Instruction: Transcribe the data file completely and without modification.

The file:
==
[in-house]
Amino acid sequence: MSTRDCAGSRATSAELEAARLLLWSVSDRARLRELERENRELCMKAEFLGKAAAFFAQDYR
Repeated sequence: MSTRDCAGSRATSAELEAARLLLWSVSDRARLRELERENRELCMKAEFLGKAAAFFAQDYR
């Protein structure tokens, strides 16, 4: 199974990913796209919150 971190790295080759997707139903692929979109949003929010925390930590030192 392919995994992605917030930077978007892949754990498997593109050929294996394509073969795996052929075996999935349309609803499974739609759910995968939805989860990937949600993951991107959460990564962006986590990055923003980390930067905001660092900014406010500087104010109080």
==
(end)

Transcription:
[in-house]
Amino acid sequence: MSTRDCAGSRATSAELEAARLLLWSVSDRARLRELERENRELCMKAEFLGKAAAFFAQDYR
Repeated sequence: MSTRDCAGSRATSAELEAARLLLWSVSDRARLRELERENRELCMKAEFLGKAAAFFAQDYR
């Protein structure tokens, strides 16, 4: 199974990913796209919150 971190790295080759997707139903692929979109949003929010925390930590030192 392919995994992605917030930077978007892949754990498997593109050929294996394509073969795996052929075996999935349309609803499974739609759910995968939805989860990937949600993951991107959460990564962006986590990055923003980390930067905001660092900014406010500087104010109080």